Of all the indignities the greatest ballplayer on earth has suffered this year, like having to admit on television that he spent three years on steroids, or leaving the World Baseball Classic to undergo hip surgery, surely nothing could bother Alex Rodriguez more than being forced to take a mere two-bedroom rental at 15 Central Park West.
But when he went for 82-year-old steel magnate Leroy Schecter’s $40,000-per-month, 3,103-square-foot, 35th-floor, three-bedroom unit in the limestone high-rise, it turned out someone had beaten him to it. “It was just unfortunate; I sort of felt bad about everything,” said Emily Beare of the CORE Group, Mr. Schecter’s agent.
In January, the player’s broker called to say Mr. Rodriguez would be coming to see the space, but he was held up. In the meantime, Henry Silverman, founder and ex-CEO of the Cendant Corporation, which bought Corcoran eight years ago, dropped by. He had already been renting in the building after a much-publicized split from his wife: “It was too small,” Ms. Beare said about his first place. “Didn’t have the views; on a low floor.”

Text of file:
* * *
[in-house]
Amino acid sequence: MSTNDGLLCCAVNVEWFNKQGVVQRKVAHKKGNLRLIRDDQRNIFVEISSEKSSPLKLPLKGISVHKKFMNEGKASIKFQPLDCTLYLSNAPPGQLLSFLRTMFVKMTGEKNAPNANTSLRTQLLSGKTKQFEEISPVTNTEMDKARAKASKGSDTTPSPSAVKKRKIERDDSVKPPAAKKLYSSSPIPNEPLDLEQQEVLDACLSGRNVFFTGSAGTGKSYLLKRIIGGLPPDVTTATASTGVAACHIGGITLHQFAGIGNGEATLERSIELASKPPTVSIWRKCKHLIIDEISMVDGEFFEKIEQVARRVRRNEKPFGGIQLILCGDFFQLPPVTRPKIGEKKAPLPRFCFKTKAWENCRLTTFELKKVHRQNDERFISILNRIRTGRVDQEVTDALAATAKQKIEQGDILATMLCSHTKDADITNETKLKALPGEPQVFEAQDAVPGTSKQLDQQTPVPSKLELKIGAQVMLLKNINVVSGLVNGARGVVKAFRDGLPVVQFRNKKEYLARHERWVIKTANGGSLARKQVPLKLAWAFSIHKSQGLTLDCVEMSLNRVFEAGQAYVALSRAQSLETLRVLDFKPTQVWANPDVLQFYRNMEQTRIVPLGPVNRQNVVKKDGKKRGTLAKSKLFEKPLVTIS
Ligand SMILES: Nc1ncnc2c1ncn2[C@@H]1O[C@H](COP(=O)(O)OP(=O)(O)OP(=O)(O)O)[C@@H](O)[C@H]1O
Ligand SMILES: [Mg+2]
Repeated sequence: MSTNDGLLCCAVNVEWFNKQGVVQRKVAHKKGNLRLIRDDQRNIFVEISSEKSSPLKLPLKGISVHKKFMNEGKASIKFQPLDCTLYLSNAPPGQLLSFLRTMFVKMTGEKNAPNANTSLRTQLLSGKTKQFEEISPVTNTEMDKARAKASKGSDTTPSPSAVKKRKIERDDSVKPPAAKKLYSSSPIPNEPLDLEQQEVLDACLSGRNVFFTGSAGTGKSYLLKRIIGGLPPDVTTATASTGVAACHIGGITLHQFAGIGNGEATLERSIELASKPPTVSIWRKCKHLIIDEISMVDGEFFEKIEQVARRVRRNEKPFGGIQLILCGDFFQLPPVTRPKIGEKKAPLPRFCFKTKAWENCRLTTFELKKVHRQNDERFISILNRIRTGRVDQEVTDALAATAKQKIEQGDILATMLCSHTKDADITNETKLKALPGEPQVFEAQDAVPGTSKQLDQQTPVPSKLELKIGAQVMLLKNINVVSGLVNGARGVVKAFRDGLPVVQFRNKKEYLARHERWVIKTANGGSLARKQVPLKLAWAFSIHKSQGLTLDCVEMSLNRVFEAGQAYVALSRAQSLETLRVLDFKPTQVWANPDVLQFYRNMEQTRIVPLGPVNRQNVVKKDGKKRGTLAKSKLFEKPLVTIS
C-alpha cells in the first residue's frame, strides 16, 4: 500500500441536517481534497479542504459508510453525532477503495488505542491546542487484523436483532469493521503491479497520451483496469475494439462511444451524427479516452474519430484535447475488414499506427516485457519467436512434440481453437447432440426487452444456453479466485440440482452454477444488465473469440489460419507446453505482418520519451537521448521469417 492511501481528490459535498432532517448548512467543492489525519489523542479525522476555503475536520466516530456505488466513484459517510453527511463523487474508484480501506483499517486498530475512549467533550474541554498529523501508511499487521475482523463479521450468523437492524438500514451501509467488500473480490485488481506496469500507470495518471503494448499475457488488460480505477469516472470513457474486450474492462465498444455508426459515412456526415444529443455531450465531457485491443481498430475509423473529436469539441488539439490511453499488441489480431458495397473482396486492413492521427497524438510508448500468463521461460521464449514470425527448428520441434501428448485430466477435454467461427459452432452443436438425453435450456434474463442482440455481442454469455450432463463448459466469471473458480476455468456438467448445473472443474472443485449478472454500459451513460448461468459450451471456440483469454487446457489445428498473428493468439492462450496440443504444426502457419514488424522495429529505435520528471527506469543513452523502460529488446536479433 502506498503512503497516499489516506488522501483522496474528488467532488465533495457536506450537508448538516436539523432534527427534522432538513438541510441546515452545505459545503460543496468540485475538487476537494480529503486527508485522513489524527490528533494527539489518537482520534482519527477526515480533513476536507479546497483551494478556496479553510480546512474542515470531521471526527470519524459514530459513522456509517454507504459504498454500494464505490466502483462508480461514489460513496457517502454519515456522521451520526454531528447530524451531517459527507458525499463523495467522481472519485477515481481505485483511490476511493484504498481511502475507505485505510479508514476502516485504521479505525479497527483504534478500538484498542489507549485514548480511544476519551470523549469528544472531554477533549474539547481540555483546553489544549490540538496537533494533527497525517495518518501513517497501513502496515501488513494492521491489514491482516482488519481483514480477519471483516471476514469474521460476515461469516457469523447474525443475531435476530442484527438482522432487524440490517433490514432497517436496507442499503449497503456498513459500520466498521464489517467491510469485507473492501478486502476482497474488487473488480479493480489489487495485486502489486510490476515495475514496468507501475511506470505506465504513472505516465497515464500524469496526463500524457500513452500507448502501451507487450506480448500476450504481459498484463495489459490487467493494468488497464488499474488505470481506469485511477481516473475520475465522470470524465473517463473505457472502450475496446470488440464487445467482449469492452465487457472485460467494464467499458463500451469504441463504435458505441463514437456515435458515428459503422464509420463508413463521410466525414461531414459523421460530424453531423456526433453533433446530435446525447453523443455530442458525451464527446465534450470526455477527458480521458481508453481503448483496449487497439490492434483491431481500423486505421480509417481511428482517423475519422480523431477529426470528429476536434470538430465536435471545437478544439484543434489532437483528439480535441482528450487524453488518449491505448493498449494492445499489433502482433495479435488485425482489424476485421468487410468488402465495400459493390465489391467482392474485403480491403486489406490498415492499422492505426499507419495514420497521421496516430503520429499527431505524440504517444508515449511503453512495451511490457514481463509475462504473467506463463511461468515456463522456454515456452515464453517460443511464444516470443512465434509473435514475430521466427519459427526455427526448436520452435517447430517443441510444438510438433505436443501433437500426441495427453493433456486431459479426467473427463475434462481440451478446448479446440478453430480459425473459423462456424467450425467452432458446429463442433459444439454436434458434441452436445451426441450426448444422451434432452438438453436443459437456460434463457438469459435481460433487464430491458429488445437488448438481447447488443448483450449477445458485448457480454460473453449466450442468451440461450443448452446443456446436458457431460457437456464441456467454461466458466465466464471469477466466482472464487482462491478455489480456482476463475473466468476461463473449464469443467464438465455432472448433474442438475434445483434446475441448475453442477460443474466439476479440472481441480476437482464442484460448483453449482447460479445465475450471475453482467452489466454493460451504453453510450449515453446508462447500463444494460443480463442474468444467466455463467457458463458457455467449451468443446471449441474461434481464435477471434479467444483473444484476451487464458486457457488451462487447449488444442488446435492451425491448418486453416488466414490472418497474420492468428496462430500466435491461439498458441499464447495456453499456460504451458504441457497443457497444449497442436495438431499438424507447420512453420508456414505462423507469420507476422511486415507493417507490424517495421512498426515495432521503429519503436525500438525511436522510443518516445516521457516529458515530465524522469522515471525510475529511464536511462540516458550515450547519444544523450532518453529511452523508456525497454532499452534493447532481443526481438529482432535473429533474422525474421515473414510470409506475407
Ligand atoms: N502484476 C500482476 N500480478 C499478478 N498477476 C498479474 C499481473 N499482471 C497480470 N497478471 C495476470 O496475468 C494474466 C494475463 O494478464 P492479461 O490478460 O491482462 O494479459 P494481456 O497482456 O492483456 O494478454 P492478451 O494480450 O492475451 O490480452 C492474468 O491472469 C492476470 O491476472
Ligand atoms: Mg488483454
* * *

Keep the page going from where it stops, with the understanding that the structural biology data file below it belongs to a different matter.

Mr. Silverman and his girlfriend liked Mr. Schecter’s place, the agent said: “She loved it. They loved it. I mean, they fell in love! I showed them the apartment and as soon as I left, before I got on the subway, the broker called and said they’d take it.”
But pity the Yankee third baseman. “I knew Alex wanted it, but Henry made a decision immediately, so I felt I had to move along.” Yet Mr. Schecter’s 2,367-square-foot, two-bedroom apartment next door was available for $30,000 per month. Mr. Rodriguez’s people asked for a discount. “We just said, ‘No, there’s no negotiating.’ And they said, ‘Fine.’”
So the star, whose four-bedroom pied-à-terre on Park Avenue sold for $9.9 million this month, will make due with a place half its size. His broker, Adam Modlin, had no comment.
But why is Mr. Schecter renting out his units in the first place? Last year, after all, he put his seven-bedroom mansion on Florida’s Indian Creek Island on the market for $32 million and spent a few months in 15 Central Park West. “It was cold, it was cold!” he explained from Florida. New York City ice was a nuisance. “I fell on my back one day walking my dog and I said, ‘That’s it.’”
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